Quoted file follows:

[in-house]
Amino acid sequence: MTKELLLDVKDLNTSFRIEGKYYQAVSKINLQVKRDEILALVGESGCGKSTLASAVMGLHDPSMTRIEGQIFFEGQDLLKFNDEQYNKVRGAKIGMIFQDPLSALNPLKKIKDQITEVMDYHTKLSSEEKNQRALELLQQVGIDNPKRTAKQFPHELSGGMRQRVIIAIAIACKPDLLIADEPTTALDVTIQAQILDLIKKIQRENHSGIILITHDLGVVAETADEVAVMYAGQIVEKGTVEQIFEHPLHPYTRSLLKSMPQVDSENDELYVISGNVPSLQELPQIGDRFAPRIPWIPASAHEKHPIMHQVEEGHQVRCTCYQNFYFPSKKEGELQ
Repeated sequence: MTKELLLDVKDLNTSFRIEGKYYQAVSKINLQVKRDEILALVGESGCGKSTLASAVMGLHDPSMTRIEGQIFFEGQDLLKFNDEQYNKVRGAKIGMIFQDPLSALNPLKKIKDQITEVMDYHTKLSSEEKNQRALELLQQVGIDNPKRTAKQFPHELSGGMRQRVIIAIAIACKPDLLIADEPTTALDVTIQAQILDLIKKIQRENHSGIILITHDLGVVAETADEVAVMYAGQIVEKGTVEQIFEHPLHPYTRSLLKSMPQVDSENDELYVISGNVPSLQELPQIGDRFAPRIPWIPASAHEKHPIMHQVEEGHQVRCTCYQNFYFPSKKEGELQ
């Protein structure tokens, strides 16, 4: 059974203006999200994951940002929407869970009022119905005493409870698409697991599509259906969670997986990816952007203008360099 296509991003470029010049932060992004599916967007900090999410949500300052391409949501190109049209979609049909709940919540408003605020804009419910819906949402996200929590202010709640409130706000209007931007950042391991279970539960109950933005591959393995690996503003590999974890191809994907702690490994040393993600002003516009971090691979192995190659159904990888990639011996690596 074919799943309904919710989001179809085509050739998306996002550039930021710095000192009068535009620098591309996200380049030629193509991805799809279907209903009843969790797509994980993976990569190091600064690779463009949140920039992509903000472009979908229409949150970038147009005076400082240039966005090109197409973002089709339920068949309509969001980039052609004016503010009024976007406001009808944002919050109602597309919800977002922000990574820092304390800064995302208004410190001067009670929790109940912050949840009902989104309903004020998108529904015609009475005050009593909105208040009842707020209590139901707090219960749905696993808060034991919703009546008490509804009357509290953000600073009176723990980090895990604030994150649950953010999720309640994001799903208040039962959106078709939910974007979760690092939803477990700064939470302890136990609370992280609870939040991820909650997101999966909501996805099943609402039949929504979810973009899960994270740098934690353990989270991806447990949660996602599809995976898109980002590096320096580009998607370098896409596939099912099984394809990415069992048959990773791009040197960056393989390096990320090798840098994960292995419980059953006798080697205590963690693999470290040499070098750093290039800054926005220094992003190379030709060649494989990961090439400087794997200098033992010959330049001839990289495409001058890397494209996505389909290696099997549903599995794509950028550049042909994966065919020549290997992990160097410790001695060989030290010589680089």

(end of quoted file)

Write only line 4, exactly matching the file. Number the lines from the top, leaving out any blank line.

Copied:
């Protein structure tokens, strides 16, 4: 059974203006999200994951940002929407869970009022119905005493409870698409697991599509259906969670997986990816952007203008360099 296509991003470029010049932060992004599916967007900090999410949500300052391409949501190109049209979609049909709940919540408003605020804009419910819906949402996200929590202010709640409130706000209007931007950042391991279970539960109950933005591959393995690996503003590999974890191809994907702690490994040393993600002003516009971090691979192995190659159904990888990639011996690596 074919799943309904919710989001179809085509050739998306996002550039930021710095000192009068535009620098591309996200380049030629193509991805799809279907209903009843969790797509994980993976990569190091600064690779463009949140920039992509903000472009979908229409949150970038147009005076400082240039966005090109197409973002089709339920068949309509969001980039052609004016503010009024976007406001009808944002919050109602597309919800977002922000990574820092304390800064995302208004410190001067009670929790109940912050949840009902989104309903004020998108529904015609009475005050009593909105208040009842707020209590139901707090219960749905696993808060034991919703009546008490509804009357509290953000600073009176723990980090895990604030994150649950953010999720309640994001799903208040039962959106078709939910974007979760690092939803477990700064939470302890136990609370992280609870939040991820909650997101999966909501996805099943609402039949929504979810973009899960994270740098934690353990989270991806447990949660996602599809995976898109980002590096320096580009998607370098896409596939099912099984394809990415069992048959990773791009040197960056393989390096990320090798840098994960292995419980059953006798080697205590963690693999470290040499070098750093290039800054926005220094992003190379030709060649494989990961090439400087794997200098033992010959330049001839990289495409001058890397494209996505389909290696099997549903599995794509950028550049042909994966065919020549290997992990160097410790001695060989030290010589680089």